Last night, thanks to a special deal through Netflix, I watched the pilot episode of the upcoming NBC series Studio 60 on the Sunset Strip.

It’s another strong, foundation-laying Sorkin prologue. It’s not as suspenseful as The West Wing, but then again, this is a show about a sketch-comedy program, not about national security.

It’s a bit bumpy, partly because there’s so much going on. Sorkin is clearly scrambling to set up an elaborate network (no pun intended) of relationships and conflicts that I’m sure we’ll explore in detail later.

It’s also a dizzying 45 minutes of visual dazzlement. This episode reveals that Sorkin is working on the most astonishing sets, with the most artful cinematography he’s ever had. The show looks fantastic. And EXPENSIVE, beginning to end. In fact, it’s so showy and elaborate that I’m worried this could get in the way of the story.

But, having said that, I’m already hooked.

The cast is very strong. Amanda Peet nails it. She owns this show. All of the promise she’s shown in more dramatic roles, as in Changing Lanes and Syriana, will be fulfilled in this series, I have no doubt. Matthew Perry is perfectly cast as a comedy writer, and he and Bradley Whitford make a good team. Judd Hirsch leads us into the show, although I can’t tell if he’s going to be a regular or not. Ed Asner shows up. Stephen Weber and Timothy Busfield give typically strong performances.

Felicity Huffman shows up, to the delight of SportsNight fans, in what looks like a blatant middle-finger to the networks that failed to give SportsNight a fighting chance. She was so great in that show, playing a much better character, with much stronger dialogue than she gets on Desperate Housewives. It’s like Sorkin is saying, “Remember? I TOLD you she was a star, and you dumped us anyway.”

In fact… and I haven’t decided if this is a good thing or a bad thing… the show really betrays a lot of Sorkin’s anger over the way he’s been treated by the industry. He takes so many shots at the “lobotomizing” effect of prime-time television, at the refusal of networks to care about quality, that it almost feels like every character lives to serve his rants. His script mercilessly guns at SNL, mainstream news media, and more. Since this is the pilot episode, I can only assume he’s playing it a little safe… and that’s scary, because its strikes me as his most personal, autobiographical material yet.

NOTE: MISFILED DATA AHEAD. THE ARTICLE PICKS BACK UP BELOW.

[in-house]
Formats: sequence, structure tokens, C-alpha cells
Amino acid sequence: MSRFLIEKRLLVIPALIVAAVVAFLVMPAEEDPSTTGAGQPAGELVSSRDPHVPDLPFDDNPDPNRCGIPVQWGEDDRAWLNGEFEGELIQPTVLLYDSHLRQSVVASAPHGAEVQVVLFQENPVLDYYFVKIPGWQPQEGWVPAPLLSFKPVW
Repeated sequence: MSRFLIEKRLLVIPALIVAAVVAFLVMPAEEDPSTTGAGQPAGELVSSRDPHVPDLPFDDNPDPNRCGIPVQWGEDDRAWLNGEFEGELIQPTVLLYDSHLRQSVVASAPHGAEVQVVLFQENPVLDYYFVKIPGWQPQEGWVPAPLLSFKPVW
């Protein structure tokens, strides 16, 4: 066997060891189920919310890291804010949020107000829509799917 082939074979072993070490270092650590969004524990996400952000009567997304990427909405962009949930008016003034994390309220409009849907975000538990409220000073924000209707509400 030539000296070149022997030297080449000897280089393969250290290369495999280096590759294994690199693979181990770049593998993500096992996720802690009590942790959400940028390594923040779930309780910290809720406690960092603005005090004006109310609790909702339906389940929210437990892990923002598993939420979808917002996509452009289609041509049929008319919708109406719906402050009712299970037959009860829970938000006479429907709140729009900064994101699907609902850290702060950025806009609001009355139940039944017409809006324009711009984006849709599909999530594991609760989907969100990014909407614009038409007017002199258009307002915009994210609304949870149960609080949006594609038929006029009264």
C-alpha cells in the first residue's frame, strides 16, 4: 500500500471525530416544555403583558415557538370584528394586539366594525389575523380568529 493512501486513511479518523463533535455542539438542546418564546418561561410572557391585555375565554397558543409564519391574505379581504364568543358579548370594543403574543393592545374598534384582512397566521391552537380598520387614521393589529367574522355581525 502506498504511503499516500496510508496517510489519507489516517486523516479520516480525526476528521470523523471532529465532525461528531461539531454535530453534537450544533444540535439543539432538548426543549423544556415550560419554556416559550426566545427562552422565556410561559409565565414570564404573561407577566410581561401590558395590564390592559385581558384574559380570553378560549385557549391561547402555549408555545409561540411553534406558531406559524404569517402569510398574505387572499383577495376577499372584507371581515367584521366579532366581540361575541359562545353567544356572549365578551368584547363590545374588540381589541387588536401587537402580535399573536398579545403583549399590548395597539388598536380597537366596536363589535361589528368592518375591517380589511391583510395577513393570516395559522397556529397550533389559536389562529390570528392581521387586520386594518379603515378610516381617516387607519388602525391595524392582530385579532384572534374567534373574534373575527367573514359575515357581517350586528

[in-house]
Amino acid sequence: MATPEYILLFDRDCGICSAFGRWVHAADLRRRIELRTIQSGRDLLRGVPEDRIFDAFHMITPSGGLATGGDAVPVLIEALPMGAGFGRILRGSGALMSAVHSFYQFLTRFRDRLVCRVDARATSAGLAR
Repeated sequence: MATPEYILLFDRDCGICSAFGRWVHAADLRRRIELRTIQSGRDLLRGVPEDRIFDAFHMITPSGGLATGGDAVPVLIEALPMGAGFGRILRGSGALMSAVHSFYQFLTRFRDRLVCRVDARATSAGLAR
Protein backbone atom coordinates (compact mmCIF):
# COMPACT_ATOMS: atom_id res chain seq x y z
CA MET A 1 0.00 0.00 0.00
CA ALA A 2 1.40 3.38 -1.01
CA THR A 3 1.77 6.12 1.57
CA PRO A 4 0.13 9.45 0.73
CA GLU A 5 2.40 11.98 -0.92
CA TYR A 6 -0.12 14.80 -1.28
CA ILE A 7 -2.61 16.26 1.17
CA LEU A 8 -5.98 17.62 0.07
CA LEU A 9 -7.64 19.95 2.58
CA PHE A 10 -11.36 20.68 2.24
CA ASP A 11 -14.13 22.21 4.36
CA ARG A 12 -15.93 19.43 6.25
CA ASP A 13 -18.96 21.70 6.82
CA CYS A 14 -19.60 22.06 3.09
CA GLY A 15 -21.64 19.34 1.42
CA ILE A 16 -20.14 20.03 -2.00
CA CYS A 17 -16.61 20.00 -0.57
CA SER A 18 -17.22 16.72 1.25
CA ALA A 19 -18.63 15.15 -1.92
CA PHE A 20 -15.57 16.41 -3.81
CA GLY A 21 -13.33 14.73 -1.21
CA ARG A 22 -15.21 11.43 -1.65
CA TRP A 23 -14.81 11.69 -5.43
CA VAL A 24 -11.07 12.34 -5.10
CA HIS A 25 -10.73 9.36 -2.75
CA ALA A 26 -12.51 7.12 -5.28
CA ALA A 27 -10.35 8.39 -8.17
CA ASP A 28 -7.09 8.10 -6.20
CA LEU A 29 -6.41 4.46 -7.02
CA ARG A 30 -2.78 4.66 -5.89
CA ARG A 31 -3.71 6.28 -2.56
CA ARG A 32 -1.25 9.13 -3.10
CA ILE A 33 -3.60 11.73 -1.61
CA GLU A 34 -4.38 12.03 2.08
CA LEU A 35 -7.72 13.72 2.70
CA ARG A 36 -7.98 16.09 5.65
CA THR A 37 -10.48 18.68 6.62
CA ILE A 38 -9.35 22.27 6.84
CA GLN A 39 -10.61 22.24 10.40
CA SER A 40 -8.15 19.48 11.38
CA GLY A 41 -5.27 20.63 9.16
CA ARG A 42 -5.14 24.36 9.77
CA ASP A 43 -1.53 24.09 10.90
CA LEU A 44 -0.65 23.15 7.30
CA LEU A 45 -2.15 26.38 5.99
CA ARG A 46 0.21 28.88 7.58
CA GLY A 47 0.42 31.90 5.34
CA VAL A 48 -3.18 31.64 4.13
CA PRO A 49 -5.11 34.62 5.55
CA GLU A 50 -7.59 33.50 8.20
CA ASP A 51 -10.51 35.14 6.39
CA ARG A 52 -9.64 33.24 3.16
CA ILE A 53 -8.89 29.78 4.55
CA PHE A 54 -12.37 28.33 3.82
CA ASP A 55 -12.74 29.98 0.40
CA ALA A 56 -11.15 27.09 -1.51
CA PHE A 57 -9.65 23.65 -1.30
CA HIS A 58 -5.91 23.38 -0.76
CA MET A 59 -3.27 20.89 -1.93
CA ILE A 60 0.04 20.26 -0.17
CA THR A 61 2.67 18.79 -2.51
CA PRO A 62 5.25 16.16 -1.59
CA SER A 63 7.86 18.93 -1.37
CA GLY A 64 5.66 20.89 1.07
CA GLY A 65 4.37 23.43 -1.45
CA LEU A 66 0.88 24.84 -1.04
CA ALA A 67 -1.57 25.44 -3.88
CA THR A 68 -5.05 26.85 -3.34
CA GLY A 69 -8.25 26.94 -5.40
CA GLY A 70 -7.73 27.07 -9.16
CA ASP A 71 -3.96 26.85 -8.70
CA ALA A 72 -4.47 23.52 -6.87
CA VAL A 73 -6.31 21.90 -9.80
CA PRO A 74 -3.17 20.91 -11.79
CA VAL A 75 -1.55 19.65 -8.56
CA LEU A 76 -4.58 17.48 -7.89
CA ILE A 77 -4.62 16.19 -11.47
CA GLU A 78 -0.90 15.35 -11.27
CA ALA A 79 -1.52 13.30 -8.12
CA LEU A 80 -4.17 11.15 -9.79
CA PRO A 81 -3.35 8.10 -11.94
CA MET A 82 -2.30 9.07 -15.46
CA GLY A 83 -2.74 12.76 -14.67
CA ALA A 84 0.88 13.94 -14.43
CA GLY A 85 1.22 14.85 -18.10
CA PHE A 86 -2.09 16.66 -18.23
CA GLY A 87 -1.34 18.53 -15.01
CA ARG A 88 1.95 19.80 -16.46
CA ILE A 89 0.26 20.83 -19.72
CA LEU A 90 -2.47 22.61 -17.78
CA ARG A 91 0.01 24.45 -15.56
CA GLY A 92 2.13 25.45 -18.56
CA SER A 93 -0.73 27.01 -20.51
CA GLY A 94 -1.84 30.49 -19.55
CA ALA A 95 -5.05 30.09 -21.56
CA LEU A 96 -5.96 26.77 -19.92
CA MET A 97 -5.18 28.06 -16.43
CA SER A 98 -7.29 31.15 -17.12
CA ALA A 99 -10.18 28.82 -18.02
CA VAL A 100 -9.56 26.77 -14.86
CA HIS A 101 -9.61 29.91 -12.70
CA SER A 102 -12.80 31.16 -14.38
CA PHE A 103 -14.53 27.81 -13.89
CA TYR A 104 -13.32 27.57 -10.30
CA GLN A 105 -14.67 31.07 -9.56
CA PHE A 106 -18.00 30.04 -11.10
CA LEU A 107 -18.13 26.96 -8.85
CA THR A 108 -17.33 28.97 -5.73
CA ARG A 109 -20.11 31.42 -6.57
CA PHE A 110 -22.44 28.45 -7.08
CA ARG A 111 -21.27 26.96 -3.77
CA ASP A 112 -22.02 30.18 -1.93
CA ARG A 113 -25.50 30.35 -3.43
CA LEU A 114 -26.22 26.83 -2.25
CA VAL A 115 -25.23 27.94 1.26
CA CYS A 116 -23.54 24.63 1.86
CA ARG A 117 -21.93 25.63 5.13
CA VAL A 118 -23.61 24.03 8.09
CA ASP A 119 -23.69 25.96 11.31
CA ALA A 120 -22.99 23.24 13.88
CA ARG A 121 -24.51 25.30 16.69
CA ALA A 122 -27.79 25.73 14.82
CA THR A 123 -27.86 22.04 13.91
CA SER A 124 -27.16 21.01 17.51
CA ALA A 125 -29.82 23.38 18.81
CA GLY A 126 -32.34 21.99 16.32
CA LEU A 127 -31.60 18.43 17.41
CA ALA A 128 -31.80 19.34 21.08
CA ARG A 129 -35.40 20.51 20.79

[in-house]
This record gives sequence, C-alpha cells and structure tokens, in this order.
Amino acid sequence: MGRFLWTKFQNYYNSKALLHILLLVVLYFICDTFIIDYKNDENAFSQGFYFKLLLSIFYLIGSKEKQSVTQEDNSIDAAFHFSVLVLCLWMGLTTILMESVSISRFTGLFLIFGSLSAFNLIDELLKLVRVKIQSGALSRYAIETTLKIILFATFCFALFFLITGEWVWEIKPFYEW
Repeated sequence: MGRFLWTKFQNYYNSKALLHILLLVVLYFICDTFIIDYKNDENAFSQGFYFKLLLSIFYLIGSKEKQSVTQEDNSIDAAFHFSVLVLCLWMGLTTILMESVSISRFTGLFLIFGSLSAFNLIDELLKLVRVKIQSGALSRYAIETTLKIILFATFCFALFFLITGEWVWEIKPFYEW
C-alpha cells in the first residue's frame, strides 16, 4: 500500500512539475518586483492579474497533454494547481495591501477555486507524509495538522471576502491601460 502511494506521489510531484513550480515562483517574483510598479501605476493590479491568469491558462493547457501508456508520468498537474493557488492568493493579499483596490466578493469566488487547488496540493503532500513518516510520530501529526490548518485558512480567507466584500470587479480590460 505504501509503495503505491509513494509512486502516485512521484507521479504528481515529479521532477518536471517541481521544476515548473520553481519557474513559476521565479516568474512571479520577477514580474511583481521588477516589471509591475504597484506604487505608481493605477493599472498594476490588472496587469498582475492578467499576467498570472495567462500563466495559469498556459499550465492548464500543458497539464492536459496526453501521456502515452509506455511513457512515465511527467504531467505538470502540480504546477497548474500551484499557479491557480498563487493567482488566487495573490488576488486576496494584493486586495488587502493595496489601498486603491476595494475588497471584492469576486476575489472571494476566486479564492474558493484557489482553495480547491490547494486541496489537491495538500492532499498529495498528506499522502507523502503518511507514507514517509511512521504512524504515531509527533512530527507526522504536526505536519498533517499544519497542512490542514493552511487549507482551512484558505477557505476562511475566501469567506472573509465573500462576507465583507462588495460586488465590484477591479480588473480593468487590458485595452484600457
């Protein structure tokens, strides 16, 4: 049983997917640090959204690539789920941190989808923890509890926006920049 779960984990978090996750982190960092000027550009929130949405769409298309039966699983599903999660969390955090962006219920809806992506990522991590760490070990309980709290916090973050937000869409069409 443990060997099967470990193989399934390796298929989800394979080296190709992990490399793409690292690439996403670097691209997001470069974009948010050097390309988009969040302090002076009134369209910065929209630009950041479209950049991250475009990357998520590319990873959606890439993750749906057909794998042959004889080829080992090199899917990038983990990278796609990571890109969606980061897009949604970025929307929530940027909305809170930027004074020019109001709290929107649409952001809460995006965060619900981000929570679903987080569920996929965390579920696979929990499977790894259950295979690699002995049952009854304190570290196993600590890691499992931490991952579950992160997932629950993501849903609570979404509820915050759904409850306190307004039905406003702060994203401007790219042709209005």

Most Christian media writers are going to hate it, because it also opens fire on evanglicals. No, wait, let me revise that: One character opens fire on evangelicals. Another provides a more reasonable, fair assessment. But that character probably won’t register with those who are primed to become offended.

To help balance out the critiques, Sorkin also critiques himself, including not one but two drug-addict characters who will, I’m sure, go on to portray the torment of fighting addiction and the trouble with trying to stay clean in Hollywood. Thus, there’s not only anger, but sadness and regret running through this show. Anybody who knows anything about Sorkin’s career and personal struggles will realize that writing this show is going to be like therapy for him.

All in all, it’s feverish, impassioned, fantastic television, and I highly recommend you all show up for the season premiere.

The question that will preoccupy the newspapers — How will it fare in comparison with the OTHER “behind the scenes at SNL” show, the one with Tina Fey and Alec Baldwin? — doesn’t really interest me. No matter what that other show is like, this is clearly one of the most innovative and exciting premieres to come along in ages, and I hope it gives Sorkin the chance to fulfill the potential he showed with SportsNight. Maybe it will even bring more attention to that series (avaialble on DVD).

Am I allowed to dream that they might someday bring that series back? Man, I miss SportsNight. Perhaps it was just too far ahead of its time. (The network insisted on adding laugh tracks, and they almost spoiled the first few episodes, until they finally agreed to dropt them. Now, The Office plays without laugh tracks–thank God–and no one flinches.) Perhaps Studio 60 will enjoy the success SportsNight should have had. There are a lot of similarities between the two series, clearly.

But something tells me that TV audiences are still going to back slowly away, too bewildered by television this smart. Most people turn on the TV so they can turn their brains OFF, not ON. Sorkin refuses to waste our time. I wish him, and his show, the best.

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